All you need to know about producing compliant PRIIPs documents


PRIIPs – the Regulation on Key Information Documents for Packaged Retail and Insurance-based Investment Products – came into force on 1 January.

However, a Money Marketing article has claimed that the Key Information Document – a PRIIPs requirement – has potential shortcomings when applied to investment trusts.

Here we look at the issues for investment trusts, and how you can make your factsheets and Key Information Documents compliant.

What is PRIIPs?

The new regulation applies to a wide range of firms, including banks, insurers, and investment managers.  

It aims to extend the consumer protection standards introduced by MiFID II to insurance-based investment products.

To meet its demands, you need to have a good understanding of what PRIIPs regulation is and how to comply.

What are Key Information Documents?

PRIIPs requires all investment companies to produce a Key Information Document (KID) if they want to sell to retail investors.

There are some standard components of a KID under PRIIPs. It must address:

1.  What is this product?

2.  What are the risks and what could I get in return?

3.  What happens if [the PRIIP manufacturer] is unable to pay out?

4.  What are the costs?

5.  How long should I hold it and can I take my money out early?

6.  How can i complain?

7.  Other relevant information

It’s essential that you make your KIDS user-friendly so that consumers understand your products, their risks and implications.

If you market investment trusts, you not only have to make your documents user-friendly. You also need to ensure you don’t fall into the traps around potentially misleading information.

Why could KIDs be misleading for investment trusts?

Analyst Numis Securities has published research claiming that some content in investment trust KIDs has the potential to be misleading.

The issues flagged as being potential problems are:

Performance scenarios. If you cite performance covering potential share price returns over five years, the strong performance of the market over the last five years can make scenarios highly optimistic.

Cost data. Costs included in the documents have been shown to be calculated inconsistently. Some trusts include stamp duty in the costs. Others exclude finance costs or performance fees. There are also differences between some estimates of transaction costs.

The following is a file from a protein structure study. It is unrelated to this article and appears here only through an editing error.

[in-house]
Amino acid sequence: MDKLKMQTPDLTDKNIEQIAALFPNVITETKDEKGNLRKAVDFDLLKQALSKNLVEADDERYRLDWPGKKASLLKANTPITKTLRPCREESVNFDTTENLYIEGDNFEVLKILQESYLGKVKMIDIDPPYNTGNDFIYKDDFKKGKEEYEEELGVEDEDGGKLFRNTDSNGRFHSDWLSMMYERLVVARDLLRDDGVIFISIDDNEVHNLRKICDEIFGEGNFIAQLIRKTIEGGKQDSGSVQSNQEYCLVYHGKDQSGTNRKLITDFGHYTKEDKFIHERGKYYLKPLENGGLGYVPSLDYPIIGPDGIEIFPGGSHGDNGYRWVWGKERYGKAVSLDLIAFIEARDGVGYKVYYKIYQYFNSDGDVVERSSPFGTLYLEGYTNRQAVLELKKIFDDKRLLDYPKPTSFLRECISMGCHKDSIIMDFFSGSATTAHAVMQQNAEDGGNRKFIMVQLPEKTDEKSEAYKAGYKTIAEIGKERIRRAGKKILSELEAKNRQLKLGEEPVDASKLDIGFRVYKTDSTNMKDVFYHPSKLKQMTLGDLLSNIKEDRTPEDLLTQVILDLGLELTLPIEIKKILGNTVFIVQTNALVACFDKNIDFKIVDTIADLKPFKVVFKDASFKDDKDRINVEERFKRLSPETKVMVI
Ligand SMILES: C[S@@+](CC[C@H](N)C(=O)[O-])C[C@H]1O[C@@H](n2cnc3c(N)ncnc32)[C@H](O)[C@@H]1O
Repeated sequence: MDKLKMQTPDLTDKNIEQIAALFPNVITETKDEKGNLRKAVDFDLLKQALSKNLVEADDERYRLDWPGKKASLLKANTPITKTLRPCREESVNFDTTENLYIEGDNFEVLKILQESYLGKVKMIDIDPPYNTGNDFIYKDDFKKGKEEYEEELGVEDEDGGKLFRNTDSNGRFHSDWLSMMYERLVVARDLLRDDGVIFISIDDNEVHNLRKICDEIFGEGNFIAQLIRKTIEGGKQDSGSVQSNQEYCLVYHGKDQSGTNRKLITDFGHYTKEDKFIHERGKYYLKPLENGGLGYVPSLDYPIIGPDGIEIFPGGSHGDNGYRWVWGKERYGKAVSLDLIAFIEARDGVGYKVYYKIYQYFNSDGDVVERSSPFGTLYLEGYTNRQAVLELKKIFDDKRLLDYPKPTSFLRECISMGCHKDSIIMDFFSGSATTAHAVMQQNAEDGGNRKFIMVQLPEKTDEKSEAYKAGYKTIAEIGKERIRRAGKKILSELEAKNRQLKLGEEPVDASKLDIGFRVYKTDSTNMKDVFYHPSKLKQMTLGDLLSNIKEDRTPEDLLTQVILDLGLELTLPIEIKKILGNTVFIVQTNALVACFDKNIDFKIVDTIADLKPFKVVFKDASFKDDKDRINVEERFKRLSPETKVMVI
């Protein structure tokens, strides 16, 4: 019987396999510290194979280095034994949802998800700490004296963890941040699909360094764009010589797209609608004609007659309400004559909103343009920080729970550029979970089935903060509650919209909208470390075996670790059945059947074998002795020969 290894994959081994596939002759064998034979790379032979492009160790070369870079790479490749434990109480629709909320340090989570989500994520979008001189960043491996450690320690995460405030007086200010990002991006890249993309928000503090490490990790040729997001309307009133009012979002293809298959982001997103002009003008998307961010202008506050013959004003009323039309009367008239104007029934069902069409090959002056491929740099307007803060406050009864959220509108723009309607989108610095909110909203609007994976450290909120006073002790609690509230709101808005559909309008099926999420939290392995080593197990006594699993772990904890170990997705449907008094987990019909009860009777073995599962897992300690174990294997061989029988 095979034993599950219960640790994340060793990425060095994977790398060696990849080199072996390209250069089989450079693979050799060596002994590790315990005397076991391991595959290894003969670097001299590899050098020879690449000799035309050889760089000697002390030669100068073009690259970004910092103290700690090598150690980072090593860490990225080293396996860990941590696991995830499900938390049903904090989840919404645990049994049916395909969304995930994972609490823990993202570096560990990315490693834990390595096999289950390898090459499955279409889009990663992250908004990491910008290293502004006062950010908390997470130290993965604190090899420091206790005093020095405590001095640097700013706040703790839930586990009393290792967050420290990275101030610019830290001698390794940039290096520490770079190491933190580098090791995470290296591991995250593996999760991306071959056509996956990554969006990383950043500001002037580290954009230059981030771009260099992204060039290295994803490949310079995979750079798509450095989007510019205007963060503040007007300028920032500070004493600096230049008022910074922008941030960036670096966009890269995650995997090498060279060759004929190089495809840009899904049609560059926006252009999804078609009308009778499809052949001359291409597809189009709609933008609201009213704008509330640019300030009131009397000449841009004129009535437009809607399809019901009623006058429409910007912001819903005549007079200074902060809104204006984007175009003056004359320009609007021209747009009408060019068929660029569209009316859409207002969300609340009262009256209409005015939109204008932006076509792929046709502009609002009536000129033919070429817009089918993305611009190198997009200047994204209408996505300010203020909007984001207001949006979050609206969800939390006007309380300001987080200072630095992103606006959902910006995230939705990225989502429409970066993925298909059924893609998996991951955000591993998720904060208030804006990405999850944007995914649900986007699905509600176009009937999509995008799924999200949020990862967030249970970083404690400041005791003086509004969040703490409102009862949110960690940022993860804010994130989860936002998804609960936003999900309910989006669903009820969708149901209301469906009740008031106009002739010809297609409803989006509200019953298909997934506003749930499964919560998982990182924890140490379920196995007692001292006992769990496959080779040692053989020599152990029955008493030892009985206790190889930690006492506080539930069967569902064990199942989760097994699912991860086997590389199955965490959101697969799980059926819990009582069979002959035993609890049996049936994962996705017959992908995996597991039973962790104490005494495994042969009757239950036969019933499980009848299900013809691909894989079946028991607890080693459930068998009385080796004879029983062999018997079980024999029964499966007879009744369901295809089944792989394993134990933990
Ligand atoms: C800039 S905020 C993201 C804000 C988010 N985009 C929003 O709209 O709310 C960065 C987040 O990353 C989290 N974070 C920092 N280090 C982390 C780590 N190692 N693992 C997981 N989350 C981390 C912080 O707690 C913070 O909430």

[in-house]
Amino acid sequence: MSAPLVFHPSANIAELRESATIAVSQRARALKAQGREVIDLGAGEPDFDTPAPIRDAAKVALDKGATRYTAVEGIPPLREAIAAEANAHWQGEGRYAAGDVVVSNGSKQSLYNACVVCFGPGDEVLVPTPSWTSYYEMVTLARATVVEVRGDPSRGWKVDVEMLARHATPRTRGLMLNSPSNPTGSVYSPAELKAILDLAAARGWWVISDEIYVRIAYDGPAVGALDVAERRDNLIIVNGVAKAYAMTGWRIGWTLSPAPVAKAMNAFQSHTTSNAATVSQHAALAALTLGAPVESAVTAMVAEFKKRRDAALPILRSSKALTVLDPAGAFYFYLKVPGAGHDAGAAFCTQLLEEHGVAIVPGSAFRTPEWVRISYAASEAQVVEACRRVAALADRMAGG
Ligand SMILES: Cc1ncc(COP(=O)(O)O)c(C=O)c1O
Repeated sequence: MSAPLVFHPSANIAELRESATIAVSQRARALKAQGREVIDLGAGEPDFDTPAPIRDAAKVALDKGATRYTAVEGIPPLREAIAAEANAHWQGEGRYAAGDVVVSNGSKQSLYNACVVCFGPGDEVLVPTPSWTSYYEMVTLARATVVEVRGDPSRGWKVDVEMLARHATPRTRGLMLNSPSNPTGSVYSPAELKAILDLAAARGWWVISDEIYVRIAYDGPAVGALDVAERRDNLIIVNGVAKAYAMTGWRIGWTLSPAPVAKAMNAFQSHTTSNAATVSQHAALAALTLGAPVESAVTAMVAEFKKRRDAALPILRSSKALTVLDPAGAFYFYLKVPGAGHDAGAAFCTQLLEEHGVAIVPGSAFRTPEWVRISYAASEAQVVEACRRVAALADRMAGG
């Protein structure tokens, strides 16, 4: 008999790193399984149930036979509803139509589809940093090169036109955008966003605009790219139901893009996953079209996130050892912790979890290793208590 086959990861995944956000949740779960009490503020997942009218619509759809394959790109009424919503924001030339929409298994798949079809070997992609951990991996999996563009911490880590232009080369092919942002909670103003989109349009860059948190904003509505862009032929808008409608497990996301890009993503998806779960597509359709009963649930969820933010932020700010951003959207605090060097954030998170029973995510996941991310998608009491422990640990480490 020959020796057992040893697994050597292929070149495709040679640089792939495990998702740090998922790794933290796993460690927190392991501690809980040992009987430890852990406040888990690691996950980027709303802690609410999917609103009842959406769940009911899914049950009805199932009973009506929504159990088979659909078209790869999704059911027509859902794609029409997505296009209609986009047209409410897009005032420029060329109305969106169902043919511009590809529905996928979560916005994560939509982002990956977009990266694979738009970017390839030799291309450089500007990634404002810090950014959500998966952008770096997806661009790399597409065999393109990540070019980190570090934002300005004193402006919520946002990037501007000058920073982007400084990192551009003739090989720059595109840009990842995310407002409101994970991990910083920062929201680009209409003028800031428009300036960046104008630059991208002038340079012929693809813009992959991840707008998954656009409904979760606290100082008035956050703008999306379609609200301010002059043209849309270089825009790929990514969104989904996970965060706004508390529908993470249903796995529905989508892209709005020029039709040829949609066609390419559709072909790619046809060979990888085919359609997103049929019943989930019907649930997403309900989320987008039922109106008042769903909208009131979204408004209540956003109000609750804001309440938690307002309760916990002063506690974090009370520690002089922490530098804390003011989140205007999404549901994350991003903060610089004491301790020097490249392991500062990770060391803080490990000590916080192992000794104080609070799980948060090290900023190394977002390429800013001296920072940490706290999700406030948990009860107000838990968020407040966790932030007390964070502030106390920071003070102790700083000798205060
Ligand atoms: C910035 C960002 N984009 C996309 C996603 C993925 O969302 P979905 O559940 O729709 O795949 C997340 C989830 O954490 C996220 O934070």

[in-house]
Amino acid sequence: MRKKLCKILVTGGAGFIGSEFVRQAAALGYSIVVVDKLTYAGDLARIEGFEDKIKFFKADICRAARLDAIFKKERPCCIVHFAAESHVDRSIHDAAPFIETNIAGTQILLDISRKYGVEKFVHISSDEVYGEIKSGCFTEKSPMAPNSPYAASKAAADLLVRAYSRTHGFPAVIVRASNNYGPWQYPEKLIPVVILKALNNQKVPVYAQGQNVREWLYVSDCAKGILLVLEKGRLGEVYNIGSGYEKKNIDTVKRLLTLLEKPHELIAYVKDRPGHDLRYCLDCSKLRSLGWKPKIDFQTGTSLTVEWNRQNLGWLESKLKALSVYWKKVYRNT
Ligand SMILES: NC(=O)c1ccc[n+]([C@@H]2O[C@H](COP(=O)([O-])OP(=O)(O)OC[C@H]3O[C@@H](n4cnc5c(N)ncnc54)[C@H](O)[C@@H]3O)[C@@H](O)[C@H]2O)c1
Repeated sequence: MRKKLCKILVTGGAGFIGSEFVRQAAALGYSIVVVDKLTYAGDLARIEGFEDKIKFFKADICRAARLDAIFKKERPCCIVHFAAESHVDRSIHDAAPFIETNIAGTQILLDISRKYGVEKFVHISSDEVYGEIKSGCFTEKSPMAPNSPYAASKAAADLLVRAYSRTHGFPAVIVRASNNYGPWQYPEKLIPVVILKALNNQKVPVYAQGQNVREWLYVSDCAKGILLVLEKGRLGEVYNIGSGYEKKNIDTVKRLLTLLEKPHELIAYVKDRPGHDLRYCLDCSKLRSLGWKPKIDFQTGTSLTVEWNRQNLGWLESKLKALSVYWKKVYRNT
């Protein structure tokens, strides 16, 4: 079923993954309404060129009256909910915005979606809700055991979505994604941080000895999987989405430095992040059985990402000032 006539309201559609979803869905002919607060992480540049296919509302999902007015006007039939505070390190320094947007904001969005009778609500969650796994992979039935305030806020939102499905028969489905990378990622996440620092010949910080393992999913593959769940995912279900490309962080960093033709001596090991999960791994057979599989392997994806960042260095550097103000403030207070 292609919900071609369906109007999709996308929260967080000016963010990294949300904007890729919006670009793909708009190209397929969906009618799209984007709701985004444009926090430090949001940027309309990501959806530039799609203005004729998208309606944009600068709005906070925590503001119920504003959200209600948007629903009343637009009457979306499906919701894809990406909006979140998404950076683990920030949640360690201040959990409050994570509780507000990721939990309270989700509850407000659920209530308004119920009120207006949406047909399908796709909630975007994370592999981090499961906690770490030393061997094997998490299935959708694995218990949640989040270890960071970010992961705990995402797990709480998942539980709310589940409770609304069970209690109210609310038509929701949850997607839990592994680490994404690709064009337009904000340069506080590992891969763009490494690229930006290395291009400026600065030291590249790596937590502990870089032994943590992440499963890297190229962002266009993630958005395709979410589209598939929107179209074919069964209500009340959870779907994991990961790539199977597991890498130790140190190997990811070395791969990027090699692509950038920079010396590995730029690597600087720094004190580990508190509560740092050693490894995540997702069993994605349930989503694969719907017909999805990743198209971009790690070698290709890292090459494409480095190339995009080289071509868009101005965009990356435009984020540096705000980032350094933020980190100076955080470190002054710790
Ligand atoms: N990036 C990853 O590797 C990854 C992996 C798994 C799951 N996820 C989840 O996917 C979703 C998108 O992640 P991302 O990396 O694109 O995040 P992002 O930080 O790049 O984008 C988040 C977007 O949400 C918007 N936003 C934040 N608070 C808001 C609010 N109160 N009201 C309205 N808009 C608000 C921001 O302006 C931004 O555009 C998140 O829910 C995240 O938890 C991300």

How are KIDs used - and how could problems impact your business?

Multi-managers have to use the KID when they calculate their own costs. When private wealth managers demonstrate their costs to clients under MiFID II, they’re expected to use the cost data shown in the document.

If there are discrepancies in the way these costs are calculated, it’s hard for investors to make the right choice about the most appropriate fund or investment trust.

For your firm, this could mean you struggle to sell some of your funds and trusts. According to the Money Marketing article, ‘some wealth managers have already expressed a potential reluctance to buy investment companies that show high costs in the KID’.

How to produce compliant and user-friendly KIDs

Aside from the sales issues, the difficulty in comparing costs has compliance implications too. If they make it hard for advisors to select the most suitable investments for their clients, this will negatively impact your ability to meet the FCA’s requirements around suitability

Aside from the specific challenges for investment trusts, there are some simple steps you can take to make your Key Information Documents clear and user-friendly:

Investigate the benefits of automation

Automating your production and approvals process for marketing documents and financial promotions can make a huge difference when it comes to saving time, increasing efficiency, reducing costs and minimising potential compliance breaches.

To find out more about how automation can help you to deliver compliant KIDs and other marketing and comms materials, you can read our free whitepaper, The benefits of automated workflow systems. You can download your copy here.

Nothing in this document should be treated as an authoritative statement of the law. Action should not be taken as a result of this document alone. We make no warranty and accept no responsibility for consequences arising from relying on this document.

New Call-to-action